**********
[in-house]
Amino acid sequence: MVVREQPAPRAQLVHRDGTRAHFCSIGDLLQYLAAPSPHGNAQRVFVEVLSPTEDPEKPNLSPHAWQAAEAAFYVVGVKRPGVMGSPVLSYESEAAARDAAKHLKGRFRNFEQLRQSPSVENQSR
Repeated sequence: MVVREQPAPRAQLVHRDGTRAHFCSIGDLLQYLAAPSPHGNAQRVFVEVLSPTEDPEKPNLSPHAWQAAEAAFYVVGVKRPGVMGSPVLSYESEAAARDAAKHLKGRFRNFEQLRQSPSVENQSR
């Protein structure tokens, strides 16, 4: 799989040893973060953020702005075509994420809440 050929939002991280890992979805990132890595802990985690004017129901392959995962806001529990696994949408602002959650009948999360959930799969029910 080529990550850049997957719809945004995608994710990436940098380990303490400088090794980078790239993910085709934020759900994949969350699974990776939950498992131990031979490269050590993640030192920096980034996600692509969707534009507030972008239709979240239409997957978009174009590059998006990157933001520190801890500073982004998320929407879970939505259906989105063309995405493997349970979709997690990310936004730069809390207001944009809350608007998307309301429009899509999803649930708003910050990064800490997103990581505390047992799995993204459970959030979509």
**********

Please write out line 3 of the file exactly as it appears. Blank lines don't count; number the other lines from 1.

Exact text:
Repeated sequence: MVVREQPAPRAQLVHRDGTRAHFCSIGDLLQYLAAPSPHGNAQRVFVEVLSPTEDPEKPNLSPHAWQAAEAAFYVVGVKRPGVMGSPVLSYESEAAARDAAKHLKGRFRNFEQLRQSPSVENQSR